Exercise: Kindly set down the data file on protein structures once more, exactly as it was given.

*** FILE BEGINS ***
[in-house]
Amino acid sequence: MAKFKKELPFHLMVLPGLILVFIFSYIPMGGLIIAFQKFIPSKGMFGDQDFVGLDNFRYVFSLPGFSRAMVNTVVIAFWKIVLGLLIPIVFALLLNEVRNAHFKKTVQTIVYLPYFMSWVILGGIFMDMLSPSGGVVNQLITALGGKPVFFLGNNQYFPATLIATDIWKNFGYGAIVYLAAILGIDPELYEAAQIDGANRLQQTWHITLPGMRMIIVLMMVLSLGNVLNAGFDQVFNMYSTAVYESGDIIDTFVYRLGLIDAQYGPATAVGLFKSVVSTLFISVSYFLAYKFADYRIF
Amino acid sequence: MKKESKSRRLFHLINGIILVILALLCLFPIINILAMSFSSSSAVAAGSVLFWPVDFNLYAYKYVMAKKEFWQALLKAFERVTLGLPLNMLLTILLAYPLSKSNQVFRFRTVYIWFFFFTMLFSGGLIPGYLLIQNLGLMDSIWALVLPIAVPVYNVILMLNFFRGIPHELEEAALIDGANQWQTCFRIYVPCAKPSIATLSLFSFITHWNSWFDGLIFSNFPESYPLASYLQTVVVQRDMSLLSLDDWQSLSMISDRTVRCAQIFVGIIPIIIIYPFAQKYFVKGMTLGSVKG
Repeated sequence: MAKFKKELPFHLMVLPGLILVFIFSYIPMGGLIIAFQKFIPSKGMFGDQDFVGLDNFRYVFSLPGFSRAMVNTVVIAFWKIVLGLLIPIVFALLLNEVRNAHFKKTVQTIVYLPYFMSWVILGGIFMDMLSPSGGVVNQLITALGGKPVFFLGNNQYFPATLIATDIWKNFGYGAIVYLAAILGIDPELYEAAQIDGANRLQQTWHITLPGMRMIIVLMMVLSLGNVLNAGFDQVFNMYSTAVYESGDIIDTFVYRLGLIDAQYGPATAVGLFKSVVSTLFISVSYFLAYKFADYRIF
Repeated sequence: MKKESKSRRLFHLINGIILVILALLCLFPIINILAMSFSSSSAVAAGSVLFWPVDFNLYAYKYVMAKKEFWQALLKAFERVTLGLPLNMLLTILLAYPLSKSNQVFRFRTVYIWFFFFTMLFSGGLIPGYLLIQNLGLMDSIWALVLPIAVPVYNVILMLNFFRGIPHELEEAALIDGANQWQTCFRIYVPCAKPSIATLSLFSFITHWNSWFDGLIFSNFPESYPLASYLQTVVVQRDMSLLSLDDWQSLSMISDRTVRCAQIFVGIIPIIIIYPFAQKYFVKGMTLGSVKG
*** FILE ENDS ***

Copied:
[in-house]
Amino acid sequence: MAKFKKELPFHLMVLPGLILVFIFSYIPMGGLIIAFQKFIPSKGMFGDQDFVGLDNFRYVFSLPGFSRAMVNTVVIAFWKIVLGLLIPIVFALLLNEVRNAHFKKTVQTIVYLPYFMSWVILGGIFMDMLSPSGGVVNQLITALGGKPVFFLGNNQYFPATLIATDIWKNFGYGAIVYLAAILGIDPELYEAAQIDGANRLQQTWHITLPGMRMIIVLMMVLSLGNVLNAGFDQVFNMYSTAVYESGDIIDTFVYRLGLIDAQYGPATAVGLFKSVVSTLFISVSYFLAYKFADYRIF
Amino acid sequence: MKKESKSRRLFHLINGIILVILALLCLFPIINILAMSFSSSSAVAAGSVLFWPVDFNLYAYKYVMAKKEFWQALLKAFERVTLGLPLNMLLTILLAYPLSKSNQVFRFRTVYIWFFFFTMLFSGGLIPGYLLIQNLGLMDSIWALVLPIAVPVYNVILMLNFFRGIPHELEEAALIDGANQWQTCFRIYVPCAKPSIATLSLFSFITHWNSWFDGLIFSNFPESYPLASYLQTVVVQRDMSLLSLDDWQSLSMISDRTVRCAQIFVGIIPIIIIYPFAQKYFVKGMTLGSVKG
Repeated sequence: MAKFKKELPFHLMVLPGLILVFIFSYIPMGGLIIAFQKFIPSKGMFGDQDFVGLDNFRYVFSLPGFSRAMVNTVVIAFWKIVLGLLIPIVFALLLNEVRNAHFKKTVQTIVYLPYFMSWVILGGIFMDMLSPSGGVVNQLITALGGKPVFFLGNNQYFPATLIATDIWKNFGYGAIVYLAAILGIDPELYEAAQIDGANRLQQTWHITLPGMRMIIVLMMVLSLGNVLNAGFDQVFNMYSTAVYESGDIIDTFVYRLGLIDAQYGPATAVGLFKSVVSTLFISVSYFLAYKFADYRIF
Repeated sequence: MKKESKSRRLFHLINGIILVILALLCLFPIINILAMSFSSSSAVAAGSVLFWPVDFNLYAYKYVMAKKEFWQALLKAFERVTLGLPLNMLLTILLAYPLSKSNQVFRFRTVYIWFFFFTMLFSGGLIPGYLLIQNLGLMDSIWALVLPIAVPVYNVILMLNFFRGIPHELEEAALIDGANQWQTCFRIYVPCAKPSIATLSLFSFITHWNSWFDGLIFSNFPESYPLASYLQTVVVQRDMSLLSLDDWQSLSMISDRTVRCAQIFVGIIPIIIIYPFAQKYFVKGMTLGSVKG